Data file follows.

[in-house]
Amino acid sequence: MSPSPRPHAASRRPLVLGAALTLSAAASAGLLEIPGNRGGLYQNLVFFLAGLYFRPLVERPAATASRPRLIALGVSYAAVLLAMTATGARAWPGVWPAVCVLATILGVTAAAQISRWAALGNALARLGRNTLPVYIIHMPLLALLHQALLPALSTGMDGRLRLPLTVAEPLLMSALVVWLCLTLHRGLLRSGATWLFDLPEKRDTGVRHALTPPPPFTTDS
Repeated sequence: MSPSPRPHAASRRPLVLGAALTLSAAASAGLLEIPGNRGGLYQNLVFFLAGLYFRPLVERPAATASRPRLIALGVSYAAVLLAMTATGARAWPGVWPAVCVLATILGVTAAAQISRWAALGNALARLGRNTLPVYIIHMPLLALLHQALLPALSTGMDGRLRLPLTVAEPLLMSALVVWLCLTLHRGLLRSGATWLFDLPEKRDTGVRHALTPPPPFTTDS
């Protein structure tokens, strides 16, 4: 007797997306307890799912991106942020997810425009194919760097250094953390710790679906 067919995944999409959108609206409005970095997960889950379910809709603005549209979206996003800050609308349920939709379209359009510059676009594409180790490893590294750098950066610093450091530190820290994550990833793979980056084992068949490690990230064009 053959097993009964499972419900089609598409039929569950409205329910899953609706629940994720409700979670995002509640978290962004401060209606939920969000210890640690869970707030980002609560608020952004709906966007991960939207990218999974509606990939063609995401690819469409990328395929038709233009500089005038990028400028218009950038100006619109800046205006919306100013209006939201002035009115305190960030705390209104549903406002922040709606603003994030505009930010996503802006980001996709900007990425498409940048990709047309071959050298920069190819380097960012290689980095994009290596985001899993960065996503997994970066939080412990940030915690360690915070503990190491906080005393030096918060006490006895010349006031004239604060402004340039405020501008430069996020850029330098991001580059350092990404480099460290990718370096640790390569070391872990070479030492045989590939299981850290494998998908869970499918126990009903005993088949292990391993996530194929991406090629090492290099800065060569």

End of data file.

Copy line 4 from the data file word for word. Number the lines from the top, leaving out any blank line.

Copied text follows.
């Protein structure tokens, strides 16, 4: 007797997306307890799912991106942020997810425009194919760097250094953390710790679906 067919995944999409959108609206409005970095997960889950379910809709603005549209979206996003800050609308349920939709379209359009510059676009594409180790490893590294750098950066610093450091530190820290994550990833793979980056084992068949490690990230064009 053959097993009964499972419900089609598409039929569950409205329910899953609706629940994720409700979670995002509640978290962004401060209606939920969000210890640690869970707030980002609560608020952004709906966007991960939207990218999974509606990939063609995401690819469409990328395929038709233009500089005038990028400028218009950038100006619109800046205006919306100013209006939201002035009115305190960030705390209104549903406002922040709606603003994030505009930010996503802006980001996709900007990425498409940048990709047309071959050298920069190819380097960012290689980095994009290596985001899993960065996503997994970066939080412990940030915690360690915070503990190491906080005393030096918060006490006895010349006031004239604060402004340039405020501008430069996020850029330098991001580059350092990404480099460290990718370096640790390569070391872990070479030492045989590939299981850290494998998908869970499918126990009903005993088949292990391993996530194929991406090629090492290099800065060569």